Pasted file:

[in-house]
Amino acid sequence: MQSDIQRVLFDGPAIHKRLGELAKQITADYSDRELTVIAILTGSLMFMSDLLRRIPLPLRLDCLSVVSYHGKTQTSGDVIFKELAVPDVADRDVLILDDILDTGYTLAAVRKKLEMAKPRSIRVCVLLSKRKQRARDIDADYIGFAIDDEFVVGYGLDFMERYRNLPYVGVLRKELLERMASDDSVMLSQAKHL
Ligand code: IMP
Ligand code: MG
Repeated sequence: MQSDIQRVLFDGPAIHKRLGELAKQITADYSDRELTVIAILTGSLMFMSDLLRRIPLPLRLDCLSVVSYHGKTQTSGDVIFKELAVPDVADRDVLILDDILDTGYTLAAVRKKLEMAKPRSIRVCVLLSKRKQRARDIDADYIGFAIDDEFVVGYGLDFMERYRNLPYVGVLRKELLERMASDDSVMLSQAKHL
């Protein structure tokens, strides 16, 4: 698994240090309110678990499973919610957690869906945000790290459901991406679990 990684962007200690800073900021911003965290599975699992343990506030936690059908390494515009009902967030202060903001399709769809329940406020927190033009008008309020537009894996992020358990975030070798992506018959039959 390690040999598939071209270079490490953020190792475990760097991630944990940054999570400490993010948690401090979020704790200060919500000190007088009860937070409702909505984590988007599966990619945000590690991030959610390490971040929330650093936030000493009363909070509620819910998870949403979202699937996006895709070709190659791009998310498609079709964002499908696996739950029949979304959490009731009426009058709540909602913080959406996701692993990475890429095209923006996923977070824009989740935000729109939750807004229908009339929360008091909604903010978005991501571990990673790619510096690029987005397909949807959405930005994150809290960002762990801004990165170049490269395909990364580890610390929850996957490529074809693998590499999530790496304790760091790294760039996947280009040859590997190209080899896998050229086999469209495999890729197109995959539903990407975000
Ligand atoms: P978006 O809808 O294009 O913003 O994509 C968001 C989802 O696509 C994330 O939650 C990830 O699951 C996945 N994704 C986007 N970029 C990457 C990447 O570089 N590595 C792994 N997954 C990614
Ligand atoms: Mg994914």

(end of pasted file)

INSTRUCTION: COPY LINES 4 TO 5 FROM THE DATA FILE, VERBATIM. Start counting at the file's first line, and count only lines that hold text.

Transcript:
Ligand code: MG
Repeated sequence: MQSDIQRVLFDGPAIHKRLGELAKQITADYSDRELTVIAILTGSLMFMSDLLRRIPLPLRLDCLSVVSYHGKTQTSGDVIFKELAVPDVADRDVLILDDILDTGYTLAAVRKKLEMAKPRSIRVCVLLSKRKQRARDIDADYIGFAIDDEFVVGYGLDFMERYRNLPYVGVLRKELLERMASDDSVMLSQAKHL